Presuming the plan is approved, Little-Gill believes the real debate has to do with the actual servicing costs of these personal retirement accounts. At present, there are 3.4 million plan participants in the TSP, and the budget for servicing the TSP is just shy of $100 million. Comparatively, an estimated 100 million people, or 67 percent of the population, contribute to Social Security. "If you just use the TSP [as a model], which I think is a very well-run plan with very competitive administrative expenses ... you're talking about an environment where total servicing costs are going to rival $3 billion a year," Little-Gill says.

Moreover, much like the TSP, servicing for the private accounts most likely will be centralized. This means that, ultimately, only a handful of asset management firms will benefit from the plan. "If you look at the way they're talking about administrating Social Security accounts or privatization accounts, you have to move toward some form of centralized servicing," says Little-Gill. "Whether that's done on a governmental level or whether that's outsourced to a third-party provider, when you're talking about this kind of scale, believe me, the profit margins are going to be less than razor thin."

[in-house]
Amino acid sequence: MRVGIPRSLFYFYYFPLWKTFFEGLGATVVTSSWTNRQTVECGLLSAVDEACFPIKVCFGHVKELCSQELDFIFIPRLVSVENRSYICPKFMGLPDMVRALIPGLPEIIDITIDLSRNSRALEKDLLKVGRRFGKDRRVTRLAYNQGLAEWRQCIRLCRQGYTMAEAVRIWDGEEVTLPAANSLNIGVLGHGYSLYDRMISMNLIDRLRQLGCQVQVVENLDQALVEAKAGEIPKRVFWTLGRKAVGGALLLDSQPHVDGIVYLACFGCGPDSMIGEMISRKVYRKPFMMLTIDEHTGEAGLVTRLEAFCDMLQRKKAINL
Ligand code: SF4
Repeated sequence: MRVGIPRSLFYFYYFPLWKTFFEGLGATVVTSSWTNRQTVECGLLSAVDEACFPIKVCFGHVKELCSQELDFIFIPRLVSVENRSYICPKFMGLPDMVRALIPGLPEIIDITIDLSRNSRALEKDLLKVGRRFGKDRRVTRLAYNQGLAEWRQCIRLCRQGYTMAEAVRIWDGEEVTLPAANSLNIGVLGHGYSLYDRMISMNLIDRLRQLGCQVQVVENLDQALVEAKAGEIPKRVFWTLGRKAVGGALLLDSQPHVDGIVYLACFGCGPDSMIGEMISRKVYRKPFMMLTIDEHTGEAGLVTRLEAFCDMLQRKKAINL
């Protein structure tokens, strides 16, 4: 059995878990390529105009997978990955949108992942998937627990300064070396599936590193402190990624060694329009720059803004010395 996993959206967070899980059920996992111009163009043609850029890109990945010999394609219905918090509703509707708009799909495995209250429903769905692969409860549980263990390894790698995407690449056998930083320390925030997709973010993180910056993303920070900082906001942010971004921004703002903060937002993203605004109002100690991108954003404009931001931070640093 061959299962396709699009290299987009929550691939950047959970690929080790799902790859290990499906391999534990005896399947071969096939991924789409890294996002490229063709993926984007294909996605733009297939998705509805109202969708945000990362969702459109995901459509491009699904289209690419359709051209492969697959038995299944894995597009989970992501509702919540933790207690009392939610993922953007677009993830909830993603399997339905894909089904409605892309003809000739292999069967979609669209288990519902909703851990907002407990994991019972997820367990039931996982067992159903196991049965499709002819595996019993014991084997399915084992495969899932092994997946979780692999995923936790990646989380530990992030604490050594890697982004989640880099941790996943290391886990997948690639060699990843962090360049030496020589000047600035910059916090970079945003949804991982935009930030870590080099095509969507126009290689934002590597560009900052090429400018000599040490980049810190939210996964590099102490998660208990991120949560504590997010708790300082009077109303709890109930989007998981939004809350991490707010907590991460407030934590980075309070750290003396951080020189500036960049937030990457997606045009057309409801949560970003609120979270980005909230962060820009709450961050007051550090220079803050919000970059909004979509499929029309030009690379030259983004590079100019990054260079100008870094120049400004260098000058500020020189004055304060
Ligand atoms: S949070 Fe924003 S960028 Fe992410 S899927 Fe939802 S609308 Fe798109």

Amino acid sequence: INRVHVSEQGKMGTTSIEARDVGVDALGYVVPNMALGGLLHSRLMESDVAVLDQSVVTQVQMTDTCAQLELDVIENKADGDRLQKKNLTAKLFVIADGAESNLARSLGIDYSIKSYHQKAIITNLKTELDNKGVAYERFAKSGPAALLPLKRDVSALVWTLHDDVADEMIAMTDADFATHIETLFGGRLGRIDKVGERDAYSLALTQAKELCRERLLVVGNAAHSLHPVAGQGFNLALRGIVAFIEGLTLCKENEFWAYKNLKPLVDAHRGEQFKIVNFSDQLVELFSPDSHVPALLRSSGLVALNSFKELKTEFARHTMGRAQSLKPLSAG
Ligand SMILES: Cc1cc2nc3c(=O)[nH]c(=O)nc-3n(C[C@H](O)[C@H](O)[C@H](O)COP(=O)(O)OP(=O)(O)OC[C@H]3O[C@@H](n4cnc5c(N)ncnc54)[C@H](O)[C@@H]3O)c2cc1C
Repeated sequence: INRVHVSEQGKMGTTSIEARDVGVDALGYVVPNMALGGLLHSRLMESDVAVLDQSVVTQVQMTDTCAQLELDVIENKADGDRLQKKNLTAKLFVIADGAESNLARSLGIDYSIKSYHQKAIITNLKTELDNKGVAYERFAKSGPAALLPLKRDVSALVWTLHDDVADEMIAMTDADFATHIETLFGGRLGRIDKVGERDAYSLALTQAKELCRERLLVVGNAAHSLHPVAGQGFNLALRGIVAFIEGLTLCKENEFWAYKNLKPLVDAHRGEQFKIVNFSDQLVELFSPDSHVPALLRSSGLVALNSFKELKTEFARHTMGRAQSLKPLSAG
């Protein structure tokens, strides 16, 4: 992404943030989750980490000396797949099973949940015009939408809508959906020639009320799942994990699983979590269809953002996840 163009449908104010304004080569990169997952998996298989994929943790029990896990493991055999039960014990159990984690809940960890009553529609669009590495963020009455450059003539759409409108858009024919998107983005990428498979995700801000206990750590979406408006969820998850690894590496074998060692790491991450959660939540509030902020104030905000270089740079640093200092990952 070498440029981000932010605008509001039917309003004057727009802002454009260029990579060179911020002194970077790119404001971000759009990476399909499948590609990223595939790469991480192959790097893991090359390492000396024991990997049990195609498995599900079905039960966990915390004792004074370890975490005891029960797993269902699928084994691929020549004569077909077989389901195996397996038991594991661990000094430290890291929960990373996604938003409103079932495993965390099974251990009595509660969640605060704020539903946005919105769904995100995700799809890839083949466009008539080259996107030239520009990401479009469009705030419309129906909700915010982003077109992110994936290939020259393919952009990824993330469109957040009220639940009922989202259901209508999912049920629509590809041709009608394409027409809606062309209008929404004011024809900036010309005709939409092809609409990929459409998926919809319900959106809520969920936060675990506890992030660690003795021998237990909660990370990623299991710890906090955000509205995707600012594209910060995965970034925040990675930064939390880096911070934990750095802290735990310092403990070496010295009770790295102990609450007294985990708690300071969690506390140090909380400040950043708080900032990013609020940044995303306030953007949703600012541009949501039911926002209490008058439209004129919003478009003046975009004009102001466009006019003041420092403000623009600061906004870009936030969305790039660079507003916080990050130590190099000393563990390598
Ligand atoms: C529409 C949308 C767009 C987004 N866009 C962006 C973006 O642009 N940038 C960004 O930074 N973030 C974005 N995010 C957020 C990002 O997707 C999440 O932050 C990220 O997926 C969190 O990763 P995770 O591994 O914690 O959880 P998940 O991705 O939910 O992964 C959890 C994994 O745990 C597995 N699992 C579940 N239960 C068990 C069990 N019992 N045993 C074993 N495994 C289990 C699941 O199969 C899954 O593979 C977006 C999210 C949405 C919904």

According to TowerGroup's report, the front-runners for potential Social Security reform servicing contracts are State Street Global Advisors and Fidelity Investments, both based in Boston. Although Barclays Global Investors currently provides investment services for four out of the five investment options under the TSP, according to the report, the fact that BGI is a non-U.S. owned entity puts it at a disadvantage.

Additionally, TowerGroup predicts extremely competitive bidding from the institutional broker-dealer community, which may significantly reduce management fees for the ability to control the asset flow. "There'll be a couple of [asset management firms] that will win some contracts if we move forward," says Little-Gill. "These guys are going to make money at some point, but not a whole lot of money."

Despite the less-than-colossal gains expected by the enactment of the proposed plan, most Wall Street firms are continuing to shy away from the debate. The numerous firms contacted by WS&T, including Morgan Stanley and Vanguard, declined to comment on whether or not they thought the plan would impact their businesses.

Still, Little-Gill does believe that Wall Street firms will reap some rewards. "I believe that this will still be good for the marketplace because it's going to drive assets from fixed income securities to equities," he says. "That is fundamentally the benefit to the industry, but it's much more complex than anybody has laid out in an argument today."